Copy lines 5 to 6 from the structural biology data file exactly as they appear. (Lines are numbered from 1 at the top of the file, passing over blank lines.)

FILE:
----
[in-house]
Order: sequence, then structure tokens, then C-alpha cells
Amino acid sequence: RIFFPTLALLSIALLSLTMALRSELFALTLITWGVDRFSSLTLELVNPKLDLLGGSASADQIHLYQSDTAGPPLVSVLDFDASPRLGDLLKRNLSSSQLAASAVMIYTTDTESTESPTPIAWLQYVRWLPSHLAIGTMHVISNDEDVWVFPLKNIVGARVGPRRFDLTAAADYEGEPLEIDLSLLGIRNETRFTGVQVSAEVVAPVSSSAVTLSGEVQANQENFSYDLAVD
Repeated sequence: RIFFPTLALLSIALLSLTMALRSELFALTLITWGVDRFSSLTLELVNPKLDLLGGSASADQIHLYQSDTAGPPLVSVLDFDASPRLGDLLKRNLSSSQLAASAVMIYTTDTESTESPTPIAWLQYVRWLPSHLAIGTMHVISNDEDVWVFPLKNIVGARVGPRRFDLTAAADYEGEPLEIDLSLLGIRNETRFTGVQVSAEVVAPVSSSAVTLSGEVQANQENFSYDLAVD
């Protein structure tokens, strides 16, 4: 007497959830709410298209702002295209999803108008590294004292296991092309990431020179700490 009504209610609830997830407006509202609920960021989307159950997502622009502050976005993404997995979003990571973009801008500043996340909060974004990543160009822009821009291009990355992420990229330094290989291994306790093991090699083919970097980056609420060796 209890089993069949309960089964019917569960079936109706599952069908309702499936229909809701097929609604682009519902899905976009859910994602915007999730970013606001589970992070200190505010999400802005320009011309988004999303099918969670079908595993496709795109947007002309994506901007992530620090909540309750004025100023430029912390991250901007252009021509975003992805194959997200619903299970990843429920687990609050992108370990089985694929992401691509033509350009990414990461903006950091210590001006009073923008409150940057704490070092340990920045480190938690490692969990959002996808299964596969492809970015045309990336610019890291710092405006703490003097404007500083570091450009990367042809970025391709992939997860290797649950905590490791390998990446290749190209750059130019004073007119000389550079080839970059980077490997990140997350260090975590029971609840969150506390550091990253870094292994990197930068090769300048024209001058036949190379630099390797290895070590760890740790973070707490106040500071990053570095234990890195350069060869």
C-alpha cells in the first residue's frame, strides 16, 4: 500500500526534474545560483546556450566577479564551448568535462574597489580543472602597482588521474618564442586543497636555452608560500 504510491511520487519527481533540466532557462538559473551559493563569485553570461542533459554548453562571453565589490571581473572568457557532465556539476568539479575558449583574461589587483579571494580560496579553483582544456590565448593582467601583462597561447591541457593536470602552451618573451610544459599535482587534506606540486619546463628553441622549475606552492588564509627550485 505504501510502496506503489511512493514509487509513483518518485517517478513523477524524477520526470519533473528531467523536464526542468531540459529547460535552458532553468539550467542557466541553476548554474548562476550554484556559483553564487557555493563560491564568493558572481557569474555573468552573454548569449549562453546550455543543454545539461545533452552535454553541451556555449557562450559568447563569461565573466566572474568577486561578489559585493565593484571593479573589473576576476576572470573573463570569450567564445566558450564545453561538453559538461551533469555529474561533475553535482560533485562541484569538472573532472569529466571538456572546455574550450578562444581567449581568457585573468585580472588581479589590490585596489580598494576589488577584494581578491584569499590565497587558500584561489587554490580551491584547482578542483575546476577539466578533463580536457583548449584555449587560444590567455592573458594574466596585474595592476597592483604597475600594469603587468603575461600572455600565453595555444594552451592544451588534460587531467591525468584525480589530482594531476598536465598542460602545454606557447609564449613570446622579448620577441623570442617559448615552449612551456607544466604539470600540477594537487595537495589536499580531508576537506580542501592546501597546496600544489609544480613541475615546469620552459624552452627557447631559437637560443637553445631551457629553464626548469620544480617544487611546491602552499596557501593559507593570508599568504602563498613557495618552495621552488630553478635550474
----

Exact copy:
């Protein structure tokens, strides 16, 4: 007497959830709410298209702002295209999803108008590294004292296991092309990431020179700490 009504209610609830997830407006509202609920960021989307159950997502622009502050976005993404997995979003990571973009801008500043996340909060974004990543160009822009821009291009990355992420990229330094290989291994306790093991090699083919970097980056609420060796 209890089993069949309960089964019917569960079936109706599952069908309702499936229909809701097929609604682009519902899905976009859910994602915007999730970013606001589970992070200190505010999400802005320009011309988004999303099918969670079908595993496709795109947007002309994506901007992530620090909540309750004025100023430029912390991250901007252009021509975003992805194959997200619903299970990843429920687990609050992108370990089985694929992401691509033509350009990414990461903006950091210590001006009073923008409150940057704490070092340990920045480190938690490692969990959002996808299964596969492809970015045309990336610019890291710092405006703490003097404007500083570091450009990367042809970025391709992939997860290797649950905590490791390998990446290749190209750059130019004073007119000389550079080839970059980077490997990140997350260090975590029971609840969150506390550091990253870094292994990197930068090769300048024209001058036949190379630099390797290895070590760890740790973070707490106040500071990053570095234990890195350069060869």
C-alpha cells in the first residue's frame, strides 16, 4: 500500500526534474545560483546556450566577479564551448568535462574597489580543472602597482588521474618564442586543497636555452608560500 504510491511520487519527481533540466532557462538559473551559493563569485553570461542533459554548453562571453565589490571581473572568457557532465556539476568539479575558449583574461589587483579571494580560496579553483582544456590565448593582467601583462597561447591541457593536470602552451618573451610544459599535482587534506606540486619546463628553441622549475606552492588564509627550485 505504501510502496506503489511512493514509487509513483518518485517517478513523477524524477520526470519533473528531467523536464526542468531540459529547460535552458532553468539550467542557466541553476548554474548562476550554484556559483553564487557555493563560491564568493558572481557569474555573468552573454548569449549562453546550455543543454545539461545533452552535454553541451556555449557562450559568447563569461565573466566572474568577486561578489559585493565593484571593479573589473576576476576572470573573463570569450567564445566558450564545453561538453559538461551533469555529474561533475553535482560533485562541484569538472573532472569529466571538456572546455574550450578562444581567449581568457585573468585580472588581479589590490585596489580598494576589488577584494581578491584569499590565497587558500584561489587554490580551491584547482578542483575546476577539466578533463580536457583548449584555449587560444590567455592573458594574466596585474595592476597592483604597475600594469603587468603575461600572455600565453595555444594552451592544451588534460587531467591525468584525480589530482594531476598536465598542460602545454606557447609564449613570446622579448620577441623570442617559448615552449612551456607544466604539470600540477594537487595537495589536499580531508576537506580542501592546501597546496600544489609544480613541475615546469620552459624552452627557447631559437637560443637553445631551457629553464626548469620544480617544487611546491602552499596557501593559507593570508599568504602563498613557495618552495621552488630553478635550474